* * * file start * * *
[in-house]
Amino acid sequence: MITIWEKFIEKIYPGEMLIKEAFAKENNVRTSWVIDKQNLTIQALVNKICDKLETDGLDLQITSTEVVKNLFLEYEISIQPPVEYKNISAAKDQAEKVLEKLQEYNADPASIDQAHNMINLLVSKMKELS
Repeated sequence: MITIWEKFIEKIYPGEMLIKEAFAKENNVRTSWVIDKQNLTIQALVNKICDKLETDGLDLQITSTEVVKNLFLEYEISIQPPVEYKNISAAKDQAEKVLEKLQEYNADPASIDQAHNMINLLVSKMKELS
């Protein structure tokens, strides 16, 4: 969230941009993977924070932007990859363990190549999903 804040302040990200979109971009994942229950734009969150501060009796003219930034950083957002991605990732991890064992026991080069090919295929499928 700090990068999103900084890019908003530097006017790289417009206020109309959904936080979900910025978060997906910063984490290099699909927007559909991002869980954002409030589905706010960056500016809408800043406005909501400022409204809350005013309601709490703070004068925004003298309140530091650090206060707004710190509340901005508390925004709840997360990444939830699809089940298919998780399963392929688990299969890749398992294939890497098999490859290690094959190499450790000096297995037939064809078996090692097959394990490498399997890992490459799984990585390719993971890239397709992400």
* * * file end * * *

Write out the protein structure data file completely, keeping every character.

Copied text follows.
[in-house]
Amino acid sequence: MITIWEKFIEKIYPGEMLIKEAFAKENNVRTSWVIDKQNLTIQALVNKICDKLETDGLDLQITSTEVVKNLFLEYEISIQPPVEYKNISAAKDQAEKVLEKLQEYNADPASIDQAHNMINLLVSKMKELS
Repeated sequence: MITIWEKFIEKIYPGEMLIKEAFAKENNVRTSWVIDKQNLTIQALVNKICDKLETDGLDLQITSTEVVKNLFLEYEISIQPPVEYKNISAAKDQAEKVLEKLQEYNADPASIDQAHNMINLLVSKMKELS
């Protein structure tokens, strides 16, 4: 969230941009993977924070932007990859363990190549999903 804040302040990200979109971009994942229950734009969150501060009796003219930034950083957002991605990732991890064992026991080069090919295929499928 700090990068999103900084890019908003530097006017790289417009206020109309959904936080979900910025978060997906910063984490290099699909927007559909991002869980954002409030589905706010960056500016809408800043406005909501400022409204809350005013309601709490703070004068925004003298309140530091650090206060707004710190509340901005508390925004709840997360990444939830699809089940298919998780399963392929688990299969890749398992294939890497098999490859290690094959190499450790000096297995037939064809078996090692097959394990490498399997890992490459799984990585390719993971890239397709992400």